LONDON – Obesity is on track to become a major health issue for British people, with 60 percent of men and 50 percent of women expected to become obese or overweight by 2050, according to United Kingdom government estimates.
According to the government’s science office, in recent years, “Britain has become a nation where overweight is the norm,” and “the rate of increase in overweight and obesity, in children and adults, is striking.”
If it remains unresolved, the problem will cost around £50 billion ($63.1 billion) per year with health issues caused by obesity such as type-2 diabetes and coronary heart disease.
However, it is not always easy to maintain a balanced and healthy diet in the UK, which is also suffering from a cost-of-living crisis.
Daniel Newman, 39, a Londoner who is suffering from weight-related problems, thinks the government should do more to help people in this condition.
Speaking to Anadolu, he said the cost-of-living crisis is making it impossible for him to eat a healthy diet.
“The cost-of-living is really bad for me because I don’t get a lot to live on. (With) what I get to live on, I have to pay if I want healthy foods, I have to pay more money for them, which is a struggle with what’s going on now.”
Newman said he is trying to eat healthily lately, but in the past, he had unhealthy but cheaper preferences.
“I was eating quite a lot of pizzas in the past and (now) I’ve been eating lots of pasta because it’s cheap,” he said.
Confirming that a cheaper but less healthy diet is not good for himself, Newman said people with little money can easily go to cheap fast food shops in every corner of London.
“But it’s no good for somebody that’s overweight like myself, because it just piles on the weight,” he said.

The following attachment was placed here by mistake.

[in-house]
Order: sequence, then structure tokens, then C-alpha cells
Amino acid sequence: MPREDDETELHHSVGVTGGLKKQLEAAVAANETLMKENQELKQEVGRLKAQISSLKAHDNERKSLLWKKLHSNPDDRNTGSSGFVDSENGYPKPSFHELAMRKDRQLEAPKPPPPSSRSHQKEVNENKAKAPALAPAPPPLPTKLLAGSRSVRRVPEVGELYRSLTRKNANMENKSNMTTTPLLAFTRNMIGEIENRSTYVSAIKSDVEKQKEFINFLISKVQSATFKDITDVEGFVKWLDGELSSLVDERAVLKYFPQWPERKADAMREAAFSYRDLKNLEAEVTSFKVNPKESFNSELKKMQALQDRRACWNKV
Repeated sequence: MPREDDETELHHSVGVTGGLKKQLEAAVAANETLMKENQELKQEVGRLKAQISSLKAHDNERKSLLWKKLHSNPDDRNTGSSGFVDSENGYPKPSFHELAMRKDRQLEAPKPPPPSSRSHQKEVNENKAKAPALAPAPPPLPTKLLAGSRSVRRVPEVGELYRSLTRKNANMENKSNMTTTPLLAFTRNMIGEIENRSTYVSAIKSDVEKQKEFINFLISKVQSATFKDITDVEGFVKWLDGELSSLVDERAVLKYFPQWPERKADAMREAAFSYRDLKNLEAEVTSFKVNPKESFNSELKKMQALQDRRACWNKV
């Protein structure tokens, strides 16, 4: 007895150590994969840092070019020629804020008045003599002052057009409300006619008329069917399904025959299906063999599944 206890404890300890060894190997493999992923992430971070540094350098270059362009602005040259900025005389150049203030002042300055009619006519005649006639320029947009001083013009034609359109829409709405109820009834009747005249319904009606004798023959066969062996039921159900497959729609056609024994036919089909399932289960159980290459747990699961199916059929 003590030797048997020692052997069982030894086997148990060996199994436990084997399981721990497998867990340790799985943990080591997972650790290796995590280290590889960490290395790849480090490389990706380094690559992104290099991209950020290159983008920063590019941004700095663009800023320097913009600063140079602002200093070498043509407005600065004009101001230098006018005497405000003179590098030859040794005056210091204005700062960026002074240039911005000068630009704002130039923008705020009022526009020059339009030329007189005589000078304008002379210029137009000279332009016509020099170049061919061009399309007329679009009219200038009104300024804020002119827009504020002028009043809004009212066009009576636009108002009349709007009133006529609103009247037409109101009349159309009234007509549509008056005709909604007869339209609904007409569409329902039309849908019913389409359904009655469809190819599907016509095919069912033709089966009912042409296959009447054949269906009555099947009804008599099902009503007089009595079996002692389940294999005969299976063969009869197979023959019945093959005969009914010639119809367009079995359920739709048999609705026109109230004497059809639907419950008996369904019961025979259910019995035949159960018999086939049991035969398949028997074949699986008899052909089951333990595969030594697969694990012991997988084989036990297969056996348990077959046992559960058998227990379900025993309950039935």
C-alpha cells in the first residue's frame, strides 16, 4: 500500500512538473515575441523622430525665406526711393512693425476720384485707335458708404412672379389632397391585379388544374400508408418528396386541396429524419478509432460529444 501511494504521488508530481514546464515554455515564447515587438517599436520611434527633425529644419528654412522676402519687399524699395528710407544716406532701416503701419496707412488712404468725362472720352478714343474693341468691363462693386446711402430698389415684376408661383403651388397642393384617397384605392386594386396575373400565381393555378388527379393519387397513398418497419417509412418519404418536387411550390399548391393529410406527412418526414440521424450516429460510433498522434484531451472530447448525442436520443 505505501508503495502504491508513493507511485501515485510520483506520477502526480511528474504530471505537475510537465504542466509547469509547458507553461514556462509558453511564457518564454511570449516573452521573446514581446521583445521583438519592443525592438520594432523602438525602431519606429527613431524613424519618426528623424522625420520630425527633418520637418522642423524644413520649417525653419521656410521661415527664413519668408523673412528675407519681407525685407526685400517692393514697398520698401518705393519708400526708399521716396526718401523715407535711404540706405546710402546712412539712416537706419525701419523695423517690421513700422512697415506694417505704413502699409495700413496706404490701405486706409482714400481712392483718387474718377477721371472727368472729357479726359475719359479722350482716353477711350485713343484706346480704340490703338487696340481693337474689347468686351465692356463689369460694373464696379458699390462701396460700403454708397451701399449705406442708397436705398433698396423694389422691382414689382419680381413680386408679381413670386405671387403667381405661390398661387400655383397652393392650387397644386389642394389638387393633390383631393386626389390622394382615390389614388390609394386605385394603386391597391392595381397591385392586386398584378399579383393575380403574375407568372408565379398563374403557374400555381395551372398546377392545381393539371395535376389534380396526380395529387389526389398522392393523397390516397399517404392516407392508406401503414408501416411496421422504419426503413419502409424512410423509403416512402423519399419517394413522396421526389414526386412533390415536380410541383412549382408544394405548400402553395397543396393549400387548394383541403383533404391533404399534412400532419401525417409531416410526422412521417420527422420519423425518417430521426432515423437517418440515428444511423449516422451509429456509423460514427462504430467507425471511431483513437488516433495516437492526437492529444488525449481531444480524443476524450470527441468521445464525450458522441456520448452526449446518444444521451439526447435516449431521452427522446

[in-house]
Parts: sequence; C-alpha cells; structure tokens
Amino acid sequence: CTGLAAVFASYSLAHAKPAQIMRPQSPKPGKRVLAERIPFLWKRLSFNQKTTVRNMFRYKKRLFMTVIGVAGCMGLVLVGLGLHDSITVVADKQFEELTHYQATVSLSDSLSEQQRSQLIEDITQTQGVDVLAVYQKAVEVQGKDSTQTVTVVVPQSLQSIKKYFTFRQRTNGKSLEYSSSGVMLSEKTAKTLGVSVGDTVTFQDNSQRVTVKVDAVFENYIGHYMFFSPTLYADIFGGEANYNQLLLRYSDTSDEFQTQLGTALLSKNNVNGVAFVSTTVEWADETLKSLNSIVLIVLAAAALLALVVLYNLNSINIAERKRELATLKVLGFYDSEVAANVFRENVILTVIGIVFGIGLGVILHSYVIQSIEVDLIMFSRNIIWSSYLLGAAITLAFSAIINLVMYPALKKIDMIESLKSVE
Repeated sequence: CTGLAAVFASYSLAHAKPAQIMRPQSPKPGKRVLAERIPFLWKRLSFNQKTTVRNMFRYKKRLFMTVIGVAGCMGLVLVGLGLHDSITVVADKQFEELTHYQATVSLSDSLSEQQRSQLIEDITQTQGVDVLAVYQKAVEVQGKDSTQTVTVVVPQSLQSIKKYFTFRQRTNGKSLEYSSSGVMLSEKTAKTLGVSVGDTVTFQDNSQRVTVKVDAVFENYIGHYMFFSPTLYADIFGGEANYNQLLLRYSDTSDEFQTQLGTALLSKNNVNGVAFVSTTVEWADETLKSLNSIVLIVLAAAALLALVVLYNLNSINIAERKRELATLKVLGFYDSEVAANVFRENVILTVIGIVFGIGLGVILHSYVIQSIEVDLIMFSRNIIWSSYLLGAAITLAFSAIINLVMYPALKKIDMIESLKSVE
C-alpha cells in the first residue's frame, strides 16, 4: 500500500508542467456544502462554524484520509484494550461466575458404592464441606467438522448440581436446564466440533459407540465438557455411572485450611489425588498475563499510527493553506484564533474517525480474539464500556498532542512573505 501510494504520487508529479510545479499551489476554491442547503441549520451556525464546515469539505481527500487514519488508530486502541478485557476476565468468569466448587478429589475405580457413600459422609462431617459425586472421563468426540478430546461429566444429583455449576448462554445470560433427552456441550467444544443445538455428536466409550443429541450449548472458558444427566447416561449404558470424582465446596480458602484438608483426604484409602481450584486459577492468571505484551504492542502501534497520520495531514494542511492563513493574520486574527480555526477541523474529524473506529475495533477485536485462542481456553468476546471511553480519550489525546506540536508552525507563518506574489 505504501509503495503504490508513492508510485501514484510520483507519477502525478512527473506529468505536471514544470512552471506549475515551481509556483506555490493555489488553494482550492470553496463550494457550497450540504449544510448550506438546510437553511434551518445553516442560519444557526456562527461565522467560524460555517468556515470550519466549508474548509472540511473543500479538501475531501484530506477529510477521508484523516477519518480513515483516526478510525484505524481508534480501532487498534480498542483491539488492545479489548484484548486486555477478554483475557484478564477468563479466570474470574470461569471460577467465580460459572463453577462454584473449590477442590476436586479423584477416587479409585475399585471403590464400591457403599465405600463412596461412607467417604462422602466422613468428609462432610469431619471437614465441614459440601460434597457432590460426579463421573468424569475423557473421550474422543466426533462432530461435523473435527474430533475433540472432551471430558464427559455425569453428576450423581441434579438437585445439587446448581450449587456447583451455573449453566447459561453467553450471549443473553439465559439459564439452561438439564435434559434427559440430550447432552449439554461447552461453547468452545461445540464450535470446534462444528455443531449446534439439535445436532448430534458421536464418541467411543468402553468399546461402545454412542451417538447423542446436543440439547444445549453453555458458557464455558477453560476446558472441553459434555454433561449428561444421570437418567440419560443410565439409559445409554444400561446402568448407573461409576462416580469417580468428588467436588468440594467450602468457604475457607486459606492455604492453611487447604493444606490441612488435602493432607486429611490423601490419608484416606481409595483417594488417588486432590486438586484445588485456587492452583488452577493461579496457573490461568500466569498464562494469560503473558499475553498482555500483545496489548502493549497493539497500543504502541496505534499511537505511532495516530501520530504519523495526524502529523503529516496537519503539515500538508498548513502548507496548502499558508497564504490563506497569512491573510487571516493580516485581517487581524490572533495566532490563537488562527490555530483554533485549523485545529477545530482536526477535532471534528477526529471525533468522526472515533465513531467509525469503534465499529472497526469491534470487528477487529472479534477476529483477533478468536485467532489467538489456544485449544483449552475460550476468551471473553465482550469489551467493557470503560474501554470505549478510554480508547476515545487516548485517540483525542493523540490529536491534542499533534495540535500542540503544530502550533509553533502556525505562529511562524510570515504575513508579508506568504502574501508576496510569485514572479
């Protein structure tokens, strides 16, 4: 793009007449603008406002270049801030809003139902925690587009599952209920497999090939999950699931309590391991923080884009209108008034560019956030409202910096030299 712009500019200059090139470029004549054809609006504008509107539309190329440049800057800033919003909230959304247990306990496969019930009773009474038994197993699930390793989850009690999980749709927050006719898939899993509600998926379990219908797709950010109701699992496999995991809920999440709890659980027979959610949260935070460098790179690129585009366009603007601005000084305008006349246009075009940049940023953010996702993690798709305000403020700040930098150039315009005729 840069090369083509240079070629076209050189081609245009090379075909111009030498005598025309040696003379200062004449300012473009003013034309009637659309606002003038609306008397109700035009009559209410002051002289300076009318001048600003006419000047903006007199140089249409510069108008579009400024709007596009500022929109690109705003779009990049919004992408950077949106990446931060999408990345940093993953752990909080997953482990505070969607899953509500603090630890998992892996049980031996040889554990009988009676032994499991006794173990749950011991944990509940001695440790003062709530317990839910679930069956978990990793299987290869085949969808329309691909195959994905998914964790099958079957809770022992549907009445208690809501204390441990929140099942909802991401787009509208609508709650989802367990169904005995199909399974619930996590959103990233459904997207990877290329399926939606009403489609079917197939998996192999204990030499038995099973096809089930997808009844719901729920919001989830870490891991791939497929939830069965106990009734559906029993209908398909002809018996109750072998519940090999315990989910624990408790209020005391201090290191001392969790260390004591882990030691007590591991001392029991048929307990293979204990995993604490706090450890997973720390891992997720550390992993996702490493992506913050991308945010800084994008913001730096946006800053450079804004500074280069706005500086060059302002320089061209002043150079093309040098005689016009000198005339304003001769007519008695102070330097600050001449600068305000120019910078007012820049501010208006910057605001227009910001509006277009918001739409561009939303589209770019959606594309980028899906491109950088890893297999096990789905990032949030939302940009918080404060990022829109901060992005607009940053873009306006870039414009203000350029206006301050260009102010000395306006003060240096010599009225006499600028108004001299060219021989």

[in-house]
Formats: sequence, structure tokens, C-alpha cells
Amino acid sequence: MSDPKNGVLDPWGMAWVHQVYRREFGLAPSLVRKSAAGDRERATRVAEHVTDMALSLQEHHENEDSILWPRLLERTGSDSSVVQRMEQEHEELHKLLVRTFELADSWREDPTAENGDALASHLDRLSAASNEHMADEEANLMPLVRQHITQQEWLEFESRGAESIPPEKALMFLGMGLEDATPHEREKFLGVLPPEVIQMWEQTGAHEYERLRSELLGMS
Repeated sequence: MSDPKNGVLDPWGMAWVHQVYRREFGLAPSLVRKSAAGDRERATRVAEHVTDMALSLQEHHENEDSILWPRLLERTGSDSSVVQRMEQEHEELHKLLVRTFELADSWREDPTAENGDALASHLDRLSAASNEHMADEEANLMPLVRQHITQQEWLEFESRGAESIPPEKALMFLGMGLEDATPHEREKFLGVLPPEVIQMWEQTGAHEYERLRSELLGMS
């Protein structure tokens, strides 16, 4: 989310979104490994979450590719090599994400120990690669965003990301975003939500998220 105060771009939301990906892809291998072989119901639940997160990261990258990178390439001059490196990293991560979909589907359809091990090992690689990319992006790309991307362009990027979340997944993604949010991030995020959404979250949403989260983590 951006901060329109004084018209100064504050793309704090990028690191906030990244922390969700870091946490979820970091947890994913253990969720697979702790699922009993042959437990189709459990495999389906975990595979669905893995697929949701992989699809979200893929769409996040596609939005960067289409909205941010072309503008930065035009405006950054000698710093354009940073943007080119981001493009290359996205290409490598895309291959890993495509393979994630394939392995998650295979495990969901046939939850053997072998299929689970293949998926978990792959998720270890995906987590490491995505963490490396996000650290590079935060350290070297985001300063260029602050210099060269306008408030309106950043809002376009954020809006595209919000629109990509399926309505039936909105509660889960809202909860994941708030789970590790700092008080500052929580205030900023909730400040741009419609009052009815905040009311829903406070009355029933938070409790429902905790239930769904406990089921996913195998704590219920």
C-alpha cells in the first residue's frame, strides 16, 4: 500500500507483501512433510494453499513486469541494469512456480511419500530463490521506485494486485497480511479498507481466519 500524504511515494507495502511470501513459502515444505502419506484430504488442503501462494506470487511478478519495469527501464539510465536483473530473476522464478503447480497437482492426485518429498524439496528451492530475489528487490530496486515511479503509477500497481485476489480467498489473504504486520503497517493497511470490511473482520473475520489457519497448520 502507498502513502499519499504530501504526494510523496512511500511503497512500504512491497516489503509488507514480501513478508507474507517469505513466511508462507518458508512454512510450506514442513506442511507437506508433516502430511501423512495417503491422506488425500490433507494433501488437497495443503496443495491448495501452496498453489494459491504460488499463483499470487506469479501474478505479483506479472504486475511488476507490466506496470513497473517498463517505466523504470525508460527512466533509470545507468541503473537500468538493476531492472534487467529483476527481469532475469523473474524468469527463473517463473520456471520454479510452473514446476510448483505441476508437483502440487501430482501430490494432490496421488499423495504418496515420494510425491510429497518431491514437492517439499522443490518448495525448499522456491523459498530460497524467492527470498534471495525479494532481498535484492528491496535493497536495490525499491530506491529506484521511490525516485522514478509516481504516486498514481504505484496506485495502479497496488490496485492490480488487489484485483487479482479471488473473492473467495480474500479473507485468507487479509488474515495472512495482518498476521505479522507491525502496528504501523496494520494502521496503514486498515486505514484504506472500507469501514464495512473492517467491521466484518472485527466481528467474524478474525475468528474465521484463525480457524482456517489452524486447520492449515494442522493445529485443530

No future without action
Professor Paul Gately, the vice chairman of Obesity UK, said Brits do not have a “good future” regarding obesity.
Gately told Anadolu that the levels of obesity will continue to rise further in the UK.
“Actually for last 30 years, there’s been lots of talk, but not much action,” he said. “So really what we are expecting to see over the next 20-30 years is levels of obesity continue to rise, health issues continue to rise and health inequalities continue to rise too.”
Gately said it really is “incumbent upon the government to take action on this agenda and not talk about it but do real action.”
“So what does real action mean in my mind is talking to people living with obesity in understanding what their needs are rather than making a judgement as a politician that ‘I know what’s best for you’,” he added.
Gately said the creation of a program based on obese people’s needs is a necessity and “the government could do a lot.”
“Over the last 20 years our government, the UK government, has had about 14 strategies about obesity. Very few of those have been implemented.”
“Yes, I do think that the government should help with that because there’s a lot of people who’s got the same problems with me, overweight and struggle,” Newman agreed Gately.
Cost-of-living a ’major challenge’
Gately said the cost-of-living crisis is a “major challenge” and they are working on a project to help the obese amid this crisis.
“I’m really fortunate to be involved in a project, a research project where we’re looking at food insecurity for people living with obesity,” he said.
Gately said: “People are suffering financially at the moment and so when they walk into a supermarket or a retail environment, they make often unhealthy choices because they’re thinking with their pocket than they are with their mind, and that’s an obvious thing to do.
“So as part of this work, we’re trying to work with people living with obesity to find solutions and there are solutions out there if people be more mindful and if supermarkets and retailers can start to get on board to make sure that the offers they give people that are considering their pocket, as well as their health.”
Price and availability
Echoing Gately, Baroness Joan Walmsley, the vice chair of the All-Party Parliamentary Group on Obesity, told Anadolu that “a large part of the problem lies with the price and availability of the food people eat.”
Walmsley said: “This is particularly so for poorer people for whom healthy food is both not available where they live and also out of their price range.
“Ultra-processed food with high energy density is both available and cheap but scientists tell us it is making the population fat and sick. The problem therefore lies with the food industry. The government should take a lead in fixing our broken food system by regulation of the content of food and ensuring that benefits are sufficient to allow all families to eat a healthy diet.” (Anadolu)